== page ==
Member Since: August 28, 2013
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Wow how interesting.  I love it.  It's beautiful.  I would totally display that jig too lol.  

 

Opportunity is often missed because it wears suspenders and looks like hard work.

 

Alaska, the Madness; Bloggity Stories of the North Country

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Fiddlerman
Fort Lauderdale
October 9, 2013 - 8:09 am
Member Since: September 26, 2010
Forum Posts: 11717

Glad that I had something to do with you not having to be embarrassed :-)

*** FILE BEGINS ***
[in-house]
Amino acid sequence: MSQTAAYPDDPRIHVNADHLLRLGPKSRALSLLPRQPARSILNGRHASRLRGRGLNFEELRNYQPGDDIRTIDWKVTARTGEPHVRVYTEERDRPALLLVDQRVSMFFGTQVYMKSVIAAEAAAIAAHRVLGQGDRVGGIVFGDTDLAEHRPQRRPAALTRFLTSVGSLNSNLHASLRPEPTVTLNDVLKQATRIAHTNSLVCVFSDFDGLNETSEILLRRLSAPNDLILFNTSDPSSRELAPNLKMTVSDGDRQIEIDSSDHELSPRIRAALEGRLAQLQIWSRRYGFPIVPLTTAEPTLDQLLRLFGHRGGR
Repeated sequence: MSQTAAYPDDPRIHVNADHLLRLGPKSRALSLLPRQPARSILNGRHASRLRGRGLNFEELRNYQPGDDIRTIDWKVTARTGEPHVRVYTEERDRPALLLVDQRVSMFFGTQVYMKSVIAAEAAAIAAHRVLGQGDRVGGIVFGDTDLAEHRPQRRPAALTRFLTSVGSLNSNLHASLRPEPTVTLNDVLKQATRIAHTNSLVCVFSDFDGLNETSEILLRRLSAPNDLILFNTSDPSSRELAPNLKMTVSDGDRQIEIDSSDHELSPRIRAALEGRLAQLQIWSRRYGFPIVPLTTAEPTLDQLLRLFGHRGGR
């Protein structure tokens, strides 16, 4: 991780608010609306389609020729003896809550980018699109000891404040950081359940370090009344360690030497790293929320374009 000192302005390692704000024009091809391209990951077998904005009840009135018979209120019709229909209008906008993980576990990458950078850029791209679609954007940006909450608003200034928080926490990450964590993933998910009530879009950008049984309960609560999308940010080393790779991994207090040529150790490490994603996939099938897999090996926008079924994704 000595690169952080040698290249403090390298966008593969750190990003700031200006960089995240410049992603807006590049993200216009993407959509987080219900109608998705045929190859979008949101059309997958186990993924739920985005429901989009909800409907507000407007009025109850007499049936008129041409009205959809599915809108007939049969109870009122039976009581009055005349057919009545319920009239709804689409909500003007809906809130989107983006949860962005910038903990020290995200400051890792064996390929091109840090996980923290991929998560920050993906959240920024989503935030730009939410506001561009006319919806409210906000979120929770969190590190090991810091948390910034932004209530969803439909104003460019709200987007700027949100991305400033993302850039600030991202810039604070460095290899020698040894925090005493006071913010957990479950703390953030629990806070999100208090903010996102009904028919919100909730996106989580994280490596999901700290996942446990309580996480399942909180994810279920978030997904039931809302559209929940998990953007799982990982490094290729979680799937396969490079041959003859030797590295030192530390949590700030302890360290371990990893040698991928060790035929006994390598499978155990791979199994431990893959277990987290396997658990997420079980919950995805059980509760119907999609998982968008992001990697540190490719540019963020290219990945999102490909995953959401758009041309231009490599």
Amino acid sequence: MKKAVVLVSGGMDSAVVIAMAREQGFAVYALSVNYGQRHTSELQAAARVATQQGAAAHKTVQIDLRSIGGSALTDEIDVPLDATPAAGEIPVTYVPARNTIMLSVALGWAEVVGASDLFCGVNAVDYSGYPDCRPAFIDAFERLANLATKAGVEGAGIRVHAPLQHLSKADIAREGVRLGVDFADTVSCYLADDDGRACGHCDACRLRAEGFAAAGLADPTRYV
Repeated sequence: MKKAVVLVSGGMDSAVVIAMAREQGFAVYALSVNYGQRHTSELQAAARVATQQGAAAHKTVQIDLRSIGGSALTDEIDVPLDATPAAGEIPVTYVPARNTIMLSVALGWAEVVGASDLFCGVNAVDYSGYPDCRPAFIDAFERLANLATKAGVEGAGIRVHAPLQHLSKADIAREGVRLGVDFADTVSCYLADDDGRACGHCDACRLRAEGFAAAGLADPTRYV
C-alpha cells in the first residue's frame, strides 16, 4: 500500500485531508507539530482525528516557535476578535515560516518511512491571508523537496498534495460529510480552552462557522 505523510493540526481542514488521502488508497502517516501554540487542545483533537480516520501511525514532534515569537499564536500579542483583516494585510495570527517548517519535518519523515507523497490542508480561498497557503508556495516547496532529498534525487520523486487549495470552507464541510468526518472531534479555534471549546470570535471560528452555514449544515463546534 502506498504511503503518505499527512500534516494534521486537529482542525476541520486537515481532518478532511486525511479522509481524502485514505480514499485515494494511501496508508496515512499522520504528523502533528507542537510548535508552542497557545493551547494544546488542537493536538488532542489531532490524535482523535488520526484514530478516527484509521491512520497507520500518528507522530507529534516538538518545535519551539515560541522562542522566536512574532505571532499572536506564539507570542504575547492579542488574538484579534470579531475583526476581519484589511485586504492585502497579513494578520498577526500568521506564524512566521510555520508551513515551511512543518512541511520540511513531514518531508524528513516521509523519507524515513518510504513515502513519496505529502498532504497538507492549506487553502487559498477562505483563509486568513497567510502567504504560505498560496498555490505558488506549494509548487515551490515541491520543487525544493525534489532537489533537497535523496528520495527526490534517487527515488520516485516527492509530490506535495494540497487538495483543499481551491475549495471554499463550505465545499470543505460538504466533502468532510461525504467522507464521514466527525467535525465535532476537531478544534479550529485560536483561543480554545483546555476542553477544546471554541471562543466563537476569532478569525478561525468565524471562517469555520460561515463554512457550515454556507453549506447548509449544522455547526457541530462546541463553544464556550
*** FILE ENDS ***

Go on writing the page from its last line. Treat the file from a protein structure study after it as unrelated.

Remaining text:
Looks like a very nice instrument. Congratulations!!!

"The richest person is not the one who has the most,
but the one who needs the least."

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Kevin M.
Nicholson, Pa
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October 9, 2013 - 9:04 pm
Member Since: September 10, 2011
Forum Posts: 1957
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I would die to have that jig. It is actually 2 jigs. One of course an outside jig and the other an inside jig. They would not be used together. As for being a Luthier and not playing a violin is not all that strange. I am sure if pressed he could play a note or two but love the craft you sometimes just can't play but love making a fine instrument and listening to someone else play it for you.outside-jig.JPGImage Enlargerinside-jig.jpg

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NewFiddlerGirl
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October 9, 2013 - 9:24 pm